CHICAGO (WLS) -- A combination of perseverance and passion for dance is the driving force behind the recovery of a Humboldt Park man.
Robby Williams has had a love of dance and theater since he was in high school.
"I think one of the things I love about dance is the connection you make with other dancers. You learn another language, communicate without using words," Williams said.
The stage is home. Dance even what led him to his beautiful wife while dancing with the Tango 21 Dance Theater.
But his life changed in June 2018.
"Last year, leading up to a performance actually, I was dropping some friends off and someone opened fire on my car. So one of the bullets passed through my L-2 vertebra and shattered my vertebra and shut down my function from T-12 down," he said.
Williams' wife, Jennifer Ruggieri, got the call, jumped into her car and raced to the hospital, not knowing anything. Life has been tumultuous ever since, she said.
"Ups and downs constantly over the last year, year and a half-ish. Really, really low lows and really good highs, too, but every day is different," Ruggieri said.
A different day but the same joy remained. Robby found an inclusive way to continue his passion by dancing with Momenta.
"Partially the encouragement of my physical therapist after watching me and working with me we they were like, 'You seem to adapt pretty well to dance. You seem to move better in ways that traditional physical therapy isn't as effective,'" he said. "They encouraged me to stay in touch with them but also keep dancing as much as I can. So Momenta is an absolutely fantastic place to do that."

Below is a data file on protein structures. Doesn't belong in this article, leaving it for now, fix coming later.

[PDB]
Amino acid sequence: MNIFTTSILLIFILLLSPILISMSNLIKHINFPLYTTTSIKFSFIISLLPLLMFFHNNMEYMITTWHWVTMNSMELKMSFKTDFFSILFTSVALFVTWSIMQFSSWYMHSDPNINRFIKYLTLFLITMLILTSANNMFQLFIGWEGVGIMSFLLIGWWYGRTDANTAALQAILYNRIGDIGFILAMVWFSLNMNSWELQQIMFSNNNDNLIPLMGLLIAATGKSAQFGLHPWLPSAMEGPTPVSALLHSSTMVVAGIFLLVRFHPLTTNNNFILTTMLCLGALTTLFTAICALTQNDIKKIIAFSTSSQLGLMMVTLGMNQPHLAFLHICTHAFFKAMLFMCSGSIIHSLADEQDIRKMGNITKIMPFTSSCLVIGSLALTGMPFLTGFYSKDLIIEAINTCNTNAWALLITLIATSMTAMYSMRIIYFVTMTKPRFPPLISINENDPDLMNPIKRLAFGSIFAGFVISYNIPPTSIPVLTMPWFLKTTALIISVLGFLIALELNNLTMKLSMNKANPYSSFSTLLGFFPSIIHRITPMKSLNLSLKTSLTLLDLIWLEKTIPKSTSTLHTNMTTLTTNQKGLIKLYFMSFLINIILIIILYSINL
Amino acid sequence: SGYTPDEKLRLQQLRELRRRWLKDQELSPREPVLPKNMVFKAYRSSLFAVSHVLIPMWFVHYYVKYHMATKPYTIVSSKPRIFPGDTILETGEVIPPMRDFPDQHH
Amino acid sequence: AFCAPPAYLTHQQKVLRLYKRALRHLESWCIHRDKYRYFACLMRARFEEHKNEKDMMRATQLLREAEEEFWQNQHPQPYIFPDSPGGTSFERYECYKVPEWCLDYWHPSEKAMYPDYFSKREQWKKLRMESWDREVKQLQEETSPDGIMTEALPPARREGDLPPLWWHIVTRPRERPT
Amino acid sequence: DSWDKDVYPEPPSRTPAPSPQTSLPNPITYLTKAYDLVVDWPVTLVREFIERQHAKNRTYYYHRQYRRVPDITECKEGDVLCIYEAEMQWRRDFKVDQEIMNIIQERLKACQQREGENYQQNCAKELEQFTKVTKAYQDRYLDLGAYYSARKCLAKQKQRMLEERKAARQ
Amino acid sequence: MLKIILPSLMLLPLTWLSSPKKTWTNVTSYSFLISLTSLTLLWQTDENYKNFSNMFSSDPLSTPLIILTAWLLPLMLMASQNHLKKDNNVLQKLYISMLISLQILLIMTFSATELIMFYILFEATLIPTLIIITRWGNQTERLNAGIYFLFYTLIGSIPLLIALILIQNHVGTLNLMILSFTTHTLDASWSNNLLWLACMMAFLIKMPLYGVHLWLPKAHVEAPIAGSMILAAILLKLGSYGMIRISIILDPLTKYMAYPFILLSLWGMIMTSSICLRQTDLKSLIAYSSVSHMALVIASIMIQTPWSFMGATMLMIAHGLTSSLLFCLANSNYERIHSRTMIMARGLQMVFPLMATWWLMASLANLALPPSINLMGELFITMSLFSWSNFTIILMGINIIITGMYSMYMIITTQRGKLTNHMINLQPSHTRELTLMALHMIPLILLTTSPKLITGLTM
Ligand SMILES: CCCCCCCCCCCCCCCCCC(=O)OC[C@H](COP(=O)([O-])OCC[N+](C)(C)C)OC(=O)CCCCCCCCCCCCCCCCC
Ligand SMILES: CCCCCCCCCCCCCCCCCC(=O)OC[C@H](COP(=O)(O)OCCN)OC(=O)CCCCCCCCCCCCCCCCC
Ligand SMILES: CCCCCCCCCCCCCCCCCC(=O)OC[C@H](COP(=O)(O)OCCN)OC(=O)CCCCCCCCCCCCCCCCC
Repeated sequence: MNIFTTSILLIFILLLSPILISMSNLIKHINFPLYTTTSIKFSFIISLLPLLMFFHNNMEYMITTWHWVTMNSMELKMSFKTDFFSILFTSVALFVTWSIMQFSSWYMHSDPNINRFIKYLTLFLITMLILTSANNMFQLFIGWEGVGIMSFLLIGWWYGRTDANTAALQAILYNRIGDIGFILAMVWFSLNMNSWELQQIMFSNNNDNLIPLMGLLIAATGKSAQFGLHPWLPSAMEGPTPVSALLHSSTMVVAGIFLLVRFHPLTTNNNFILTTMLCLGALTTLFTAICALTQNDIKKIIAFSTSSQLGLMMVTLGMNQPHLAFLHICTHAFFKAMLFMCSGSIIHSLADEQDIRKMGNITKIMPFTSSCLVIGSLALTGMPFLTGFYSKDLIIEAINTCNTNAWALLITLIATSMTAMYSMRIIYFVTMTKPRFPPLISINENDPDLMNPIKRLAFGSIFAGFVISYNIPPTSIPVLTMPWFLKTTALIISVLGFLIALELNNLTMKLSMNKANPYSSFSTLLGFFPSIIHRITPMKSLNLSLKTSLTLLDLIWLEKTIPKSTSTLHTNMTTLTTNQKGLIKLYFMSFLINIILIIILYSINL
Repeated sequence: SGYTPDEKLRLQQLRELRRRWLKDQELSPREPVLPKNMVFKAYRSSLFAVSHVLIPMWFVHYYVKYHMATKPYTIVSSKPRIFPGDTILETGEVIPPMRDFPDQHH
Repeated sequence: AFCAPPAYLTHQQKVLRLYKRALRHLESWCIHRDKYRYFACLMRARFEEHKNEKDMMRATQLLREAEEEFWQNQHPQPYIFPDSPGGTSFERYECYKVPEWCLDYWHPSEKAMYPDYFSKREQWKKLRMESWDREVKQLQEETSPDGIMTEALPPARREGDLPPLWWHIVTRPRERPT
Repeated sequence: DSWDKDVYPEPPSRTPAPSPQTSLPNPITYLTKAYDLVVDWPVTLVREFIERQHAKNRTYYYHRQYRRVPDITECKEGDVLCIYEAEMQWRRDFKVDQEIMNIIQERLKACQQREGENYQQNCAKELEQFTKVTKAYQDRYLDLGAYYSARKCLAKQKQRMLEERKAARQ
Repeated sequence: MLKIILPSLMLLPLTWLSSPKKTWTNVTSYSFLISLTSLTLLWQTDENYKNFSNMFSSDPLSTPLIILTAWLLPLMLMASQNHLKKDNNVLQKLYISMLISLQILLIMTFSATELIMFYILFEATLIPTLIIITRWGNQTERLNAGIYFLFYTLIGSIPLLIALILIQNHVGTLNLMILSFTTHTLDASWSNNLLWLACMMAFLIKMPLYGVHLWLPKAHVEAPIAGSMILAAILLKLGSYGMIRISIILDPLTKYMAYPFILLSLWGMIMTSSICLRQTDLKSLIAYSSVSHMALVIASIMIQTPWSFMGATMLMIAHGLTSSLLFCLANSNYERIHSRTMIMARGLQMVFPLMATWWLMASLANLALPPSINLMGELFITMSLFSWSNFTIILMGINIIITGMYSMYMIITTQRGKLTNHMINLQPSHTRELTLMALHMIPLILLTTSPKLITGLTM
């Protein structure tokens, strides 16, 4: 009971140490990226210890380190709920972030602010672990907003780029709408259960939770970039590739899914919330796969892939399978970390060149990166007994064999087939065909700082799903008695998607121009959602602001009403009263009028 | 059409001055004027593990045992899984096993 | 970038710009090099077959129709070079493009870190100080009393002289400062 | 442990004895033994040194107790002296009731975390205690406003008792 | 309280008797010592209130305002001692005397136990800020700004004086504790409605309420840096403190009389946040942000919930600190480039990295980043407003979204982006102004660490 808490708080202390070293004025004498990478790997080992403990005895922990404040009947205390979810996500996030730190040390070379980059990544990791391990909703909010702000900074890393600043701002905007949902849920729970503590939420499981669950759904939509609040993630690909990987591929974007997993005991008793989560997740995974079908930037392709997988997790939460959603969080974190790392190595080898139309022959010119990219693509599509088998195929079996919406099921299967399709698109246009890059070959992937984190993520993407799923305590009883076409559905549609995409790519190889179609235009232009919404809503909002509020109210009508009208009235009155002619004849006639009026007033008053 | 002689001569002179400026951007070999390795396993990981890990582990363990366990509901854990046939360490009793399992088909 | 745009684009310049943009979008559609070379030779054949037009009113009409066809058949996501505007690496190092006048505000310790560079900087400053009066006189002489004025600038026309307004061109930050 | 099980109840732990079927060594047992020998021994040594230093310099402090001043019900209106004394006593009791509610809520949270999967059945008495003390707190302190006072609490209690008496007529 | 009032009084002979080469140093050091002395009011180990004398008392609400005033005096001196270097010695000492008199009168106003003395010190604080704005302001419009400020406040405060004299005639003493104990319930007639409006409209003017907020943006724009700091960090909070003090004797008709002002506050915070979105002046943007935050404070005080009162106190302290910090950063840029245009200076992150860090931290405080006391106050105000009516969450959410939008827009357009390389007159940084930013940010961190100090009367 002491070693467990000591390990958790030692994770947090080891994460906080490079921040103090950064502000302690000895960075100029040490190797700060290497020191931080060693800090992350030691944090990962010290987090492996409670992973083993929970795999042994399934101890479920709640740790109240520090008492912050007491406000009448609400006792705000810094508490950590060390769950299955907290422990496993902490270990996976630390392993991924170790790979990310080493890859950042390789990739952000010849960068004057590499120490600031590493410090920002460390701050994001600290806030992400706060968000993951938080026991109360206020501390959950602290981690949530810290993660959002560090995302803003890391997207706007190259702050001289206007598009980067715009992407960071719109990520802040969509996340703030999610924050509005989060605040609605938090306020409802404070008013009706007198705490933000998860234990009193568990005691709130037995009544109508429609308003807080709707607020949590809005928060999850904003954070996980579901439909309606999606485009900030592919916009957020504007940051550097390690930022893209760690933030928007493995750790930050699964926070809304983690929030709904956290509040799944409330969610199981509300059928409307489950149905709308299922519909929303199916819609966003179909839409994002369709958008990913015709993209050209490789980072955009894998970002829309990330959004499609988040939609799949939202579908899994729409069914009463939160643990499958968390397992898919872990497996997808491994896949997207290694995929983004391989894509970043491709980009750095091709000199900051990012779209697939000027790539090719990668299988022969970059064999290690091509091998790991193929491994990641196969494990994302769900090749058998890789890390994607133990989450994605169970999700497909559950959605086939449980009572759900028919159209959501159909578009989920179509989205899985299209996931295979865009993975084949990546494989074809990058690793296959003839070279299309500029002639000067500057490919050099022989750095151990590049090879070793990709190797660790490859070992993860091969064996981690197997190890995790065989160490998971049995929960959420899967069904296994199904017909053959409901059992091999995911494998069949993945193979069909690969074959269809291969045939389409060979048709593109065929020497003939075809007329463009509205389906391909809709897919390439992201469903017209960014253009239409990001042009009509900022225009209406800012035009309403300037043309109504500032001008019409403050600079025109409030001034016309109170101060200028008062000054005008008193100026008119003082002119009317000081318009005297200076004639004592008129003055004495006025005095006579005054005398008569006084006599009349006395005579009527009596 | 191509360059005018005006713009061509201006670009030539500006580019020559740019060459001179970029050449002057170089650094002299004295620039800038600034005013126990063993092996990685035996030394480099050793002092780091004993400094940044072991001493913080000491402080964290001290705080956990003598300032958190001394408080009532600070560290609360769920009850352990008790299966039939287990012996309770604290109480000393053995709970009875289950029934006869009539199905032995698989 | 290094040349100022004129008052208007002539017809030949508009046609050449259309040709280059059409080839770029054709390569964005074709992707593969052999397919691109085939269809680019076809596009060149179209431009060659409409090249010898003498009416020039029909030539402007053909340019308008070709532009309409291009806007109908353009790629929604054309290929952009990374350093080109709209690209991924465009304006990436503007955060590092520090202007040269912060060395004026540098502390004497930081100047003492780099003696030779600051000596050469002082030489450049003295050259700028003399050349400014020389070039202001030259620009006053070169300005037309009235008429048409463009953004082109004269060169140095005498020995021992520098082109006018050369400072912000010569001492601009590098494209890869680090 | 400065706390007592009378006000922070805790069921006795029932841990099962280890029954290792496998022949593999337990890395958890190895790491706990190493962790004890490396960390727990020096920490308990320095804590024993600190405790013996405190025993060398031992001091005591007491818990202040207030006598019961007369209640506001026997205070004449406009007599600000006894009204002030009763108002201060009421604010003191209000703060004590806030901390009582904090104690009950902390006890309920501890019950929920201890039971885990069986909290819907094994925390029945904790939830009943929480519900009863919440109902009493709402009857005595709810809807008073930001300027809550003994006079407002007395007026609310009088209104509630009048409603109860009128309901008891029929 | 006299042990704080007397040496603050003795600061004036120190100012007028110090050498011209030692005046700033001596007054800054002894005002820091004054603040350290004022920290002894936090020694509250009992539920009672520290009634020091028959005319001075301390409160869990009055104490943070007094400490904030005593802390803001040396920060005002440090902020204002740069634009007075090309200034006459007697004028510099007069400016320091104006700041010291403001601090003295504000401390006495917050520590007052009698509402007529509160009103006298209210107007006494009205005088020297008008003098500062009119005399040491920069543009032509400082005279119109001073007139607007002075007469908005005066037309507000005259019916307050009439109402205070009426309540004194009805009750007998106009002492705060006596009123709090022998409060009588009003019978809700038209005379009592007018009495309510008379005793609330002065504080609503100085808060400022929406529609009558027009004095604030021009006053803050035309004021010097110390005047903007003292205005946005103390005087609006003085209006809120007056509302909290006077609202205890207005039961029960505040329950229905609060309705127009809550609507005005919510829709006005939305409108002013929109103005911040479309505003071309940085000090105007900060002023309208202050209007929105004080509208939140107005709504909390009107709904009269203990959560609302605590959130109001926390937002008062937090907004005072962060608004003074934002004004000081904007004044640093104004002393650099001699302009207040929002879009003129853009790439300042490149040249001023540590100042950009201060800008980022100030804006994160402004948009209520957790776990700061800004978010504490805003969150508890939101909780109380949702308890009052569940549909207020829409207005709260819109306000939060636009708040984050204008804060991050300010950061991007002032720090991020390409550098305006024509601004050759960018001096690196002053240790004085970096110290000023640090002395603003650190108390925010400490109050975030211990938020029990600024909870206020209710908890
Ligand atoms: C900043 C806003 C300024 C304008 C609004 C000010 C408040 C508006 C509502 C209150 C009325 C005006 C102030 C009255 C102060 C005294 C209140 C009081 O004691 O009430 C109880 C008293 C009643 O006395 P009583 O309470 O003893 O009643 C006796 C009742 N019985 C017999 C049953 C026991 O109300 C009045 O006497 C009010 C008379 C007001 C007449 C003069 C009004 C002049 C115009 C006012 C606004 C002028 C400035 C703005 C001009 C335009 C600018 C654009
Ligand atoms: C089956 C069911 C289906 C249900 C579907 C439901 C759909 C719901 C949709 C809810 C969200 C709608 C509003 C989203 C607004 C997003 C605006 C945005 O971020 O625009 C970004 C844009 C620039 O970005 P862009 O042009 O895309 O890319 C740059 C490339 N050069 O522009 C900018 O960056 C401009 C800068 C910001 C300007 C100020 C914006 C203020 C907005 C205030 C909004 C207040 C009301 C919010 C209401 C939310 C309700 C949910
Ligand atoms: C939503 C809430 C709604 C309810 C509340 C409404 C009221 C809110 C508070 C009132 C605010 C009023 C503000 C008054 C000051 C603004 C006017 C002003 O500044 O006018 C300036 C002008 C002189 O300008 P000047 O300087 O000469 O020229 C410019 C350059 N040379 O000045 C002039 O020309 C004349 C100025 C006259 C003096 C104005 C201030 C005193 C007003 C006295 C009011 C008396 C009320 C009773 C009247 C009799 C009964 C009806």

Robby's dedication and infectious smile has become an inspiration to everyone he encounters.
"I think if it wasn't for him I wouldn't be doing this as passionately," said Julia Cox, another Momenta dancer. "Surrounding yourself with like-minded people. Other people with disabilities or not."
Ruggieri said that's how he's always been.
"He has this infectious and joyful personality, he has a smile that will light up a room and a laugh that will spread. Everyone he meets loves him," she said.
Now he is making strides. He is taking part in a research project at the Shirley Ryan Ability Lab on a long leg brace called the C-brace 2. It's new technology that could slowly help Robby get back on his feet.
"The research is what we're trying to figure out, if this does help people get back to the things they want to do quicker, sooner, more efficiently. So we're hoping this does help facilitate that process," said Matt Giffhorn, a research physical therapist at the Shirley Ryan Ability Lab.
As Williams journeys down the road to recovery, he has no plans to give up his new form of dance.
"My neurologist is very optimistic about a full recovery," Williams said. "I want to continue to learn wheelchair dancing. Continue to sharpen that skill and continue to share that with other people who are in similar situations."
All while continuing to inspire the next generation of dancers.
"As a male in dance it's an absolutely a fantastic way to learn your own body. The ins and outs of it, to respect other people, learning space and how to be around others," he said. "I think it's absolutely integral and that anyone should learn how to dance, no matter what style find something that fits them and go for it."
Humboldt Park man driven by dance to walk again
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